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Blood Test Spots Lung Cancer

Test Could Detect Cancer Earlier, at More Curable Stages
By
WebMD Health News
Reviewed by Louise Chang, MD

Oct. 2, 2006 (Istanbul, Turkey) -- A new blood test may be able to spot lung cancer in its earliest stages, when it is potentially curable, French researchers report.

The test has the potential to save millions of lives, says researcher William Jacot, MD, a cancer specialist at the Hopital Arnaud de Villeneuve in Montpellier, France.

"While it's not ready for prime time, the test would ideally be given to seemingly healthy people at high risk of lung cancer -- for example, smokers aged 45 or older," he tells WebMD. "You want to give it before symptoms develop, perhaps repeating it every six months or so."

Test Detects Protein Fingerprints

Speaking at the annual meeting of the European Society for Medical Oncology (ESMO), Jacot says the test detects proteins produced by cancer cells in the blood. Cancer cells produce different types and amounts of proteins in the blood than other cells, giving them a unique fingerprint, he explains.

For the study, Jacot analyzed blood samples from 170 people, 147 of whom had lung cancer and 23 of whom had smoking-related chronic lung disease. The test was able to identify unique protein blueprints in more than 90% of the people with lung cancer.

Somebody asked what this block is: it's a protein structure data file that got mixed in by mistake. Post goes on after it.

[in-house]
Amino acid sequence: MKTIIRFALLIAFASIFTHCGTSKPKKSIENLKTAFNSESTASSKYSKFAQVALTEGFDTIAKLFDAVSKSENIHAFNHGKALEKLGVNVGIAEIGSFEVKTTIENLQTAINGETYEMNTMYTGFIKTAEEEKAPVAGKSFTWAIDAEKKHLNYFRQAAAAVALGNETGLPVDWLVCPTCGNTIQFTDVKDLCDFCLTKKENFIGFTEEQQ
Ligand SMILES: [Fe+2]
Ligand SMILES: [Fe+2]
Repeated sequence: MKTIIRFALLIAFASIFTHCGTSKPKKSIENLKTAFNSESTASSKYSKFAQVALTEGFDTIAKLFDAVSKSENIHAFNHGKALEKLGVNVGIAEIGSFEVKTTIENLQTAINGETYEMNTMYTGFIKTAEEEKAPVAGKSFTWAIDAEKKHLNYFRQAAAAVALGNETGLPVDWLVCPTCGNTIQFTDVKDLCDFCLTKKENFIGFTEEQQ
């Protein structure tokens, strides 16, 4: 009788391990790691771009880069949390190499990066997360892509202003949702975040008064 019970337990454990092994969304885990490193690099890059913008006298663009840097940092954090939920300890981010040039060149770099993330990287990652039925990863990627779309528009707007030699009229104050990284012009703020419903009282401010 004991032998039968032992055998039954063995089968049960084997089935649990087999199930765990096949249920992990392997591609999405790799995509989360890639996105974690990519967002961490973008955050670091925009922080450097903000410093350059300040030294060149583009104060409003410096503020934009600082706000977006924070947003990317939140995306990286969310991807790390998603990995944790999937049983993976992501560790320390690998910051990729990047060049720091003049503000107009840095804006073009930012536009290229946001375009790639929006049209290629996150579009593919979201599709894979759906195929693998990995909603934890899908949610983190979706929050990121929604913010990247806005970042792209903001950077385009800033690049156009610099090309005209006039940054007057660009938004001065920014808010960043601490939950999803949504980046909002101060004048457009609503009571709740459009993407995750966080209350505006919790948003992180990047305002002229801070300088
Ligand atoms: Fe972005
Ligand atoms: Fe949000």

Need for Early TestOther researchers stress the need for such a test.

"One of the main problems with lung cancer is that we presently have no means for early detection," says Dirk Schrijvers, MD, a medical oncologist at Middelheim Hospital in Antwerp, Belgium, and chairman of the ESMO's Publication Working Group. "A blood test like this could overcome this problem."

The implications are huge, he says, given that about 2 million people worldwide -- mostly smokers -- are diagnosed with lung cancer every year.

In the U.S., the American Cancer Society estimates there will be about 174,470 new cases of lung cancer in 2006.

According to Jacot, nearly three-fourths of people with lung cancer are diagnosed only after the cancer has spread to other parts of the body. That results in a dismal outlook, with only 6% to 16% of people still living five years later.

In contrast, up to 70% of people whose cancer is caught early can expect to survive five years or more, he says.

Giannis Mountzios, MD, of the Institut Gustave Roussy in Villejuif, France, says this is one of a growing number of studies showing that identifying markers in blood can lead to earlier diagnosis and better, more targeted therapies.

His own study, also presented at the meeting, showed that people with lung cancer who have never smoked have a distinct group of molecular markers in their cells.

If confirmed, "the study suggests that nonsmokers might respond to different treatments than are given to smokers with lung cancers. It can help us to identify the right treatment for the right patient."

Jacot says he hopes his test will be validated and ready for routine use within five to 10 years.

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